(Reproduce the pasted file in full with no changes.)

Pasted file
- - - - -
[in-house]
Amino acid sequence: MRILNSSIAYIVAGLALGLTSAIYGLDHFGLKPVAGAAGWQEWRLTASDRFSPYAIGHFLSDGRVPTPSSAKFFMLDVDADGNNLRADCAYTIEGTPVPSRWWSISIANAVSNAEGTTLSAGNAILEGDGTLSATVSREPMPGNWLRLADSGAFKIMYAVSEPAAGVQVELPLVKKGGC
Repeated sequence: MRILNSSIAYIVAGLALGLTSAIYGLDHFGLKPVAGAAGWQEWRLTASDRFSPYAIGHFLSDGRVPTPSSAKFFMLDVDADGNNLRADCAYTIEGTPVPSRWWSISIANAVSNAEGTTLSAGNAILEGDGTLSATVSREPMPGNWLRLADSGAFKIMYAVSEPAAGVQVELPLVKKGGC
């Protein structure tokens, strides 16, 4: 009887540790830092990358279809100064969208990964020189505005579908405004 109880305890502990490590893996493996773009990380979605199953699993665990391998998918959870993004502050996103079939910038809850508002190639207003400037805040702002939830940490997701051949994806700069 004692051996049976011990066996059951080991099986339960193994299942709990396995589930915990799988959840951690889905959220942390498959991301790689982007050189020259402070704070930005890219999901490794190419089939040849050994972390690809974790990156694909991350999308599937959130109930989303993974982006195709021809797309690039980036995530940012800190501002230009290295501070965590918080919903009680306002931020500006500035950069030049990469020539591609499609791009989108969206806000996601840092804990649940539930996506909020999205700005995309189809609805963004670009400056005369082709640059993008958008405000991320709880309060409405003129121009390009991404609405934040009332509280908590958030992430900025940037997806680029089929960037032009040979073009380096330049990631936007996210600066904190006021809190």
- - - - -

[in-house]
Amino acid sequence: MRILNSSIAYIVAGLALGLTSAIYGLDHFGLKPVAGAAGWQEWRLTASDRFSPYAIGHFLSDGRVPTPSSAKFFMLDVDADGNNLRADCAYTIEGTPVPSRWWSISIANAVSNAEGTTLSAGNAILEGDGTLSATVSREPMPGNWLRLADSGAFKIMYAVSEPAAGVQVELPLVKKGGC
Repeated sequence: MRILNSSIAYIVAGLALGLTSAIYGLDHFGLKPVAGAAGWQEWRLTASDRFSPYAIGHFLSDGRVPTPSSAKFFMLDVDADGNNLRADCAYTIEGTPVPSRWWSISIANAVSNAEGTTLSAGNAILEGDGTLSATVSREPMPGNWLRLADSGAFKIMYAVSEPAAGVQVELPLVKKGGC
């Protein structure tokens, strides 16, 4: 009887540790830092990358279809100064969208990964020189505005579908405004 109880305890502990490590893996493996773009990380979605199953699993665990391998998918959870993004502050996103079939910038809850508002190639207003400037805040702002939830940490997701051949994806700069 004692051996049976011990066996059951080991099986339960193994299942709990396995589930915990799988959840951690889905959220942390498959991301790689982007050189020259402070704070930005890219999901490794190419089939040849050994972390690809974790990156694909991350999308599937959130109930989303993974982006195709021809797309690039980036995530940012800190501002230009290295501070965590918080919903009680306002931020500006500035950069030049990469020539591609499609791009989108969206806000996601840092804990649940539930996506909020999205700005995309189809609805963004670009400056005369082709640059993008958008405000991320709880309060409405003129121009390009991404609405934040009332509280908590958030992430900025940037997806680029089929960037032009040979073009380096330049990631936007996210600066904190006021809190």